Only five of Avery's animated shorts were ever nominated for an Academy Award, yet all lost: 'Detouring America' (1939), 'A Wild Hare' (1940), 'Blitz Wolf' (1942), 'Little Johnny Jet' (1953) and 'The Legend of Rockabye Point' (1955). Throughout his career he never received any award at all. Yet in 1985 Bugs Bunny became the second animated character after Mickey Mouse to receive a star on the Hollywood Walk of Fame. And in 1993 'Magical Maestro' was inducted in the American National Film Registry, where it will be preserved for all time for its "cultural, historical and aesthetical significance."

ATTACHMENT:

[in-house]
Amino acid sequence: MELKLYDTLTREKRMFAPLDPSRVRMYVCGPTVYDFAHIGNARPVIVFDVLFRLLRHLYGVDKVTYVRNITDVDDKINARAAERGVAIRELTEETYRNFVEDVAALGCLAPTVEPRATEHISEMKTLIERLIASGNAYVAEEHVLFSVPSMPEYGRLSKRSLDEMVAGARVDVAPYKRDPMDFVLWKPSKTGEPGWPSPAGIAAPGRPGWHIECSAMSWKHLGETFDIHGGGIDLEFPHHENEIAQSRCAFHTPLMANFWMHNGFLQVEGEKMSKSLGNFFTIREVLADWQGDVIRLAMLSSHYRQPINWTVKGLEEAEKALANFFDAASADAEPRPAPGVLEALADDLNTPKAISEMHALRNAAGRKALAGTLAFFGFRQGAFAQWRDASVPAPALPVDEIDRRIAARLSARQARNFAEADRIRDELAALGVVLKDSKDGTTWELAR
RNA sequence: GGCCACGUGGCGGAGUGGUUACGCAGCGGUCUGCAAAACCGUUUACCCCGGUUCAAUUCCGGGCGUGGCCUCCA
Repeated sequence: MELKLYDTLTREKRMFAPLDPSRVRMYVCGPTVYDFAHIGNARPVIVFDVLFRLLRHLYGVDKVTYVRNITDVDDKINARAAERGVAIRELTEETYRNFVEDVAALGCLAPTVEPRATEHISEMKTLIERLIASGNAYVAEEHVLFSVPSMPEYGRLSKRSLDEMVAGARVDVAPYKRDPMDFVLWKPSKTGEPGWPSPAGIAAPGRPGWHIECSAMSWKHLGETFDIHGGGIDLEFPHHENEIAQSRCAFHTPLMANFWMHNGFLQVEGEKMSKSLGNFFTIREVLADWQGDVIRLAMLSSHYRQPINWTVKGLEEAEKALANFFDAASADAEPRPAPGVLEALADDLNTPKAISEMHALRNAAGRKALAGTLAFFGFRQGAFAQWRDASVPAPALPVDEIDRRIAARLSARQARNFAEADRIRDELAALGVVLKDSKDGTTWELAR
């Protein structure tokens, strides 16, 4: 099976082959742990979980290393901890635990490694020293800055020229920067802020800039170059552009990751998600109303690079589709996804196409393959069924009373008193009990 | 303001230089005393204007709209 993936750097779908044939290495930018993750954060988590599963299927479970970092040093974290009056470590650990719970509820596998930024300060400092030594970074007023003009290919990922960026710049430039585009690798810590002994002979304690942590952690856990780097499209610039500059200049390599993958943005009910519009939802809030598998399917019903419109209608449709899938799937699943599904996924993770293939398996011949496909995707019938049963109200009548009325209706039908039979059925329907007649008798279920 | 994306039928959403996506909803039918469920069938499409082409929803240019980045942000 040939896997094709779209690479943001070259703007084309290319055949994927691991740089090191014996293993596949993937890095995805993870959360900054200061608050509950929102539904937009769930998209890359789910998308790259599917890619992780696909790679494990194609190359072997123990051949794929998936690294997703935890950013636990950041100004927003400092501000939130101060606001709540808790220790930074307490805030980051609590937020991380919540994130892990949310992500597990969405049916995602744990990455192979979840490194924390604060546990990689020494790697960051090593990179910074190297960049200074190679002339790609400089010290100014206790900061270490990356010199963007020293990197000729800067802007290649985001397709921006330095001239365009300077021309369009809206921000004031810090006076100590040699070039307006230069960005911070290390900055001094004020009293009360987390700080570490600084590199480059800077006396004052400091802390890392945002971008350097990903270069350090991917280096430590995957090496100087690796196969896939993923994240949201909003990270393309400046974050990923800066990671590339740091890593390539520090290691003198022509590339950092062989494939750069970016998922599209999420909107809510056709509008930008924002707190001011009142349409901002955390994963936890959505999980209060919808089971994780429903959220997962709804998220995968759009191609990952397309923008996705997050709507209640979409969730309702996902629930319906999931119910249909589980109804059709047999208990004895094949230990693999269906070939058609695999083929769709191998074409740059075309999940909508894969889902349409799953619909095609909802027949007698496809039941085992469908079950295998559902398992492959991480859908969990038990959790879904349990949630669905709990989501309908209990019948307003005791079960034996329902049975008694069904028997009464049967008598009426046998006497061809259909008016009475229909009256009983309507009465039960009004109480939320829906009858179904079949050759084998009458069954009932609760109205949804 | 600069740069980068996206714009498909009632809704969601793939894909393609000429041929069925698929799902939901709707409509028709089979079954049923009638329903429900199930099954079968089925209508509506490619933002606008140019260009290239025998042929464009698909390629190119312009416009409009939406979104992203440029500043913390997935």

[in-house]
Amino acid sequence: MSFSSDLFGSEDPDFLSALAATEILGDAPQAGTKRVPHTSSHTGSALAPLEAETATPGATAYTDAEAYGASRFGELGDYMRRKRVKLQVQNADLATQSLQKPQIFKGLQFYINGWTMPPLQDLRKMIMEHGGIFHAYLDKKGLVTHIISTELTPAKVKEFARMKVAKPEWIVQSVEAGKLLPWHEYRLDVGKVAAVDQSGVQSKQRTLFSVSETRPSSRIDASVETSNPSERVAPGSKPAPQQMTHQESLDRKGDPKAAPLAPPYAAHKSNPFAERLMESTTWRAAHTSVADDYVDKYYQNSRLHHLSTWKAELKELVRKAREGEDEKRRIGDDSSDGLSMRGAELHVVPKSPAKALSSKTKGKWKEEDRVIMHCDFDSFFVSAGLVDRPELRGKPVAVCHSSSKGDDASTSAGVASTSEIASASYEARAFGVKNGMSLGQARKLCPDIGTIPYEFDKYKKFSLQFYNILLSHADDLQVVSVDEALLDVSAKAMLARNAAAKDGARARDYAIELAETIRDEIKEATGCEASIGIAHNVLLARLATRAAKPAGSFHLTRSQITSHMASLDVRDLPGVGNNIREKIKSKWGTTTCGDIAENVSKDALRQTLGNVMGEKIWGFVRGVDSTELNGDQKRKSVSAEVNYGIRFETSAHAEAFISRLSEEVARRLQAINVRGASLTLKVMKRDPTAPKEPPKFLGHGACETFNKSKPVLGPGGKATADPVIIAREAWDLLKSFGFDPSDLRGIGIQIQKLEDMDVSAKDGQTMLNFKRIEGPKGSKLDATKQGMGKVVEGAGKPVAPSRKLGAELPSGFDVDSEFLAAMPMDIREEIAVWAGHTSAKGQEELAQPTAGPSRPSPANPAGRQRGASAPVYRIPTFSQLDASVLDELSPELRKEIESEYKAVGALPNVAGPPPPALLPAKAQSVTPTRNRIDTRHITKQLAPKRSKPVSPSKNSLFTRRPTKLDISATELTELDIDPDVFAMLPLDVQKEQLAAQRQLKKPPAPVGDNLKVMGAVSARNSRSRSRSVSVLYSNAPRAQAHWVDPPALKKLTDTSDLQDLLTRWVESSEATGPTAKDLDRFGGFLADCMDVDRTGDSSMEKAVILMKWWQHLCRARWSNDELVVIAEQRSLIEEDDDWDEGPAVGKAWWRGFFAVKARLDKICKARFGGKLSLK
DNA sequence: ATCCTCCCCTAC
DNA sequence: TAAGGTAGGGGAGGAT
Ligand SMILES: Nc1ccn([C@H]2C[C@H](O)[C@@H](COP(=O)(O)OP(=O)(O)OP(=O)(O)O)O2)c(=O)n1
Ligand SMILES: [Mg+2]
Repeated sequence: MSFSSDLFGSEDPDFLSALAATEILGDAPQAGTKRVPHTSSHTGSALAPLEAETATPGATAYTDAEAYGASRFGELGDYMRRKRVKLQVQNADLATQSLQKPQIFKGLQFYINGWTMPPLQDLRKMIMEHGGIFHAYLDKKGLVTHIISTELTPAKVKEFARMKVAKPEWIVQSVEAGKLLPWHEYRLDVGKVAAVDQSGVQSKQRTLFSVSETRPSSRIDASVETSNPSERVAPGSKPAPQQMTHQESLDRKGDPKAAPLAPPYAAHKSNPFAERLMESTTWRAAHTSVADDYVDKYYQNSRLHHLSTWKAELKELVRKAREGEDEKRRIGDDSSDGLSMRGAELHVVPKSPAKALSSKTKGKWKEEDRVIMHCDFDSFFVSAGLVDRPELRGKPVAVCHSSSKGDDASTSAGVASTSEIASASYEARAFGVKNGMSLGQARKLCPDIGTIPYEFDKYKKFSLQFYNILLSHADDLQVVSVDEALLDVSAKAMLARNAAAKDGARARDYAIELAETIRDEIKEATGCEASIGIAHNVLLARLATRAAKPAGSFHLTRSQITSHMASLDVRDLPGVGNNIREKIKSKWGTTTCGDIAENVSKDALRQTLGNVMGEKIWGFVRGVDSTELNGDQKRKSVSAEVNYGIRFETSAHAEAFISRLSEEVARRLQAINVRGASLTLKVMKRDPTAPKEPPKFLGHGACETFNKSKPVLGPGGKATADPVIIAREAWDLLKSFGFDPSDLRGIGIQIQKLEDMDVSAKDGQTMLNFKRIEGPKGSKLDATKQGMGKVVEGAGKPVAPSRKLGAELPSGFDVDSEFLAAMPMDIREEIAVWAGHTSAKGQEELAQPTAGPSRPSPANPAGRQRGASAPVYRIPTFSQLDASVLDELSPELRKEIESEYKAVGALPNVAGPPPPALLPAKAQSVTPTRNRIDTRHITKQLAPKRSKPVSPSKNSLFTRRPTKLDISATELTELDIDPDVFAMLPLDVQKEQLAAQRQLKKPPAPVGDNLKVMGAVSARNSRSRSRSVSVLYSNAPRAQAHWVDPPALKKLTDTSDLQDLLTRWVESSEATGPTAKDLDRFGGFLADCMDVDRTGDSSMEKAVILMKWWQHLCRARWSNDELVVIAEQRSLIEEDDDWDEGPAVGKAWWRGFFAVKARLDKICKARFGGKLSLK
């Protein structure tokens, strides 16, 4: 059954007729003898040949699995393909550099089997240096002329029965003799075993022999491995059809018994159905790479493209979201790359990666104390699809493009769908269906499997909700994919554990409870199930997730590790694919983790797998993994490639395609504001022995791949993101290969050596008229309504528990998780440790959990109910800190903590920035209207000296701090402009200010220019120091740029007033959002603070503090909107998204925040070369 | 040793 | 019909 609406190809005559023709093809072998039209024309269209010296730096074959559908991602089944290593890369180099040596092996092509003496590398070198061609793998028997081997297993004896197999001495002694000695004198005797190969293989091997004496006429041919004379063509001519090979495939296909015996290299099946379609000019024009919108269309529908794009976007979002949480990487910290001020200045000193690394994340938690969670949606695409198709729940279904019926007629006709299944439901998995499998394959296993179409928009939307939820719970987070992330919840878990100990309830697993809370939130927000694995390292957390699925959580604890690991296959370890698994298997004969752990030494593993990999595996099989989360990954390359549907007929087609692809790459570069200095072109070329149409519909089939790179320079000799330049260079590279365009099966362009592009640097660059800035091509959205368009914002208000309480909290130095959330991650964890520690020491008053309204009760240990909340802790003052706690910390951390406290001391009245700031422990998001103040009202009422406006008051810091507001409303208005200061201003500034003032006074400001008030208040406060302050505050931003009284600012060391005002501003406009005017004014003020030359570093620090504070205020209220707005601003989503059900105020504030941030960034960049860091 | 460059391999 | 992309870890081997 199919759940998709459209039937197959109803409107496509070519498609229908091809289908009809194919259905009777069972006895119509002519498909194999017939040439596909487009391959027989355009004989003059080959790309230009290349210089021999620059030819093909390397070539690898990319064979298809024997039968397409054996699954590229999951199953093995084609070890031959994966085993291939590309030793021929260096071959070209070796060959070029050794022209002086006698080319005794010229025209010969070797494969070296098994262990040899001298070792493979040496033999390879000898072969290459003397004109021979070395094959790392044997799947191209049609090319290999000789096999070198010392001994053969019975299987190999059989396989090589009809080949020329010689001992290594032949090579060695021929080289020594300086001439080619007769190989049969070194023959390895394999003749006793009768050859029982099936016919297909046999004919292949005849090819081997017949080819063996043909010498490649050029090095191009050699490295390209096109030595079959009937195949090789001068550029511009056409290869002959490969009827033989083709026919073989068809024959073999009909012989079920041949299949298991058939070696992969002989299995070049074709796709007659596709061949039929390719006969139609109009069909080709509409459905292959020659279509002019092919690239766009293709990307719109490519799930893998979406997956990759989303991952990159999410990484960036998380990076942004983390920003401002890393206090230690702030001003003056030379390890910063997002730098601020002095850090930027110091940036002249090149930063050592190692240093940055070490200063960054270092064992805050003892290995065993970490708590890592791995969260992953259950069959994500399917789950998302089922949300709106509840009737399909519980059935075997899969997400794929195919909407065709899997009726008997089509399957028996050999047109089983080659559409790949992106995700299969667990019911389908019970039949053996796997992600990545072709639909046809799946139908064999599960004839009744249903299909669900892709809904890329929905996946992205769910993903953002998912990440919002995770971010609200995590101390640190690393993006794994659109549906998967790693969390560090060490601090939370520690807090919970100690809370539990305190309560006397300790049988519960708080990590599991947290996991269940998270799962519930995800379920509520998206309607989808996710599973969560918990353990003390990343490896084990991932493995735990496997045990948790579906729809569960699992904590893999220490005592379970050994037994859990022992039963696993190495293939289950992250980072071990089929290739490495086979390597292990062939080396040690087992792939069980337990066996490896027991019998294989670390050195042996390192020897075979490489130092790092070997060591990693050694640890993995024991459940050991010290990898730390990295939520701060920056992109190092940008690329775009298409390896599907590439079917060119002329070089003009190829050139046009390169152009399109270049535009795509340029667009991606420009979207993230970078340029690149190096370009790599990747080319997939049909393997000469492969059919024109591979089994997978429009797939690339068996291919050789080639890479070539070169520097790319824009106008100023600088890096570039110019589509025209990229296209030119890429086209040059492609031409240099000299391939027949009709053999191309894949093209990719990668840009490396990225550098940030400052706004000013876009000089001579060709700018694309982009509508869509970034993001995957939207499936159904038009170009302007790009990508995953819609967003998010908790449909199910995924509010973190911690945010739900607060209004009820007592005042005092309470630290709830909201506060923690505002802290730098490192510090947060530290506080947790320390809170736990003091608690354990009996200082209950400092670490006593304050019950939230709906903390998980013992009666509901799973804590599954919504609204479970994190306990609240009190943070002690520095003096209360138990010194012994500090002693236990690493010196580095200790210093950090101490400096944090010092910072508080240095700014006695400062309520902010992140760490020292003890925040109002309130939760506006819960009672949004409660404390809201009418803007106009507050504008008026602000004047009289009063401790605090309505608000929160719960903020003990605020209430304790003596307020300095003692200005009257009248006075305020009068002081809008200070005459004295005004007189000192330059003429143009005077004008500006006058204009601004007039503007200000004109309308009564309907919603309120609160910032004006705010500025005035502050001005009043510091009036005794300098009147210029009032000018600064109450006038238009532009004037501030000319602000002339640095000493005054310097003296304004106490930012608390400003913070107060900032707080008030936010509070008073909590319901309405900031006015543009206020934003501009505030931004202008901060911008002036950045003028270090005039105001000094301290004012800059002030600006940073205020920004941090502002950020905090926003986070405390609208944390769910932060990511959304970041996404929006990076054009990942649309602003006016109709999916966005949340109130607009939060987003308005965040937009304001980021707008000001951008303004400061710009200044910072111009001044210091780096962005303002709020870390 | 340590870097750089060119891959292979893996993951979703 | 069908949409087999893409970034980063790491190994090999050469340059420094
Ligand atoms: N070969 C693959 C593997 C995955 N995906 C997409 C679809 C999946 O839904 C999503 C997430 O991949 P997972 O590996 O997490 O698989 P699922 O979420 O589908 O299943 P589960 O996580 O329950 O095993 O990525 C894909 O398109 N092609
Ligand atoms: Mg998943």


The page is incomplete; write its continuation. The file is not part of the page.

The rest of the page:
Frito Bandito, by Tex Avery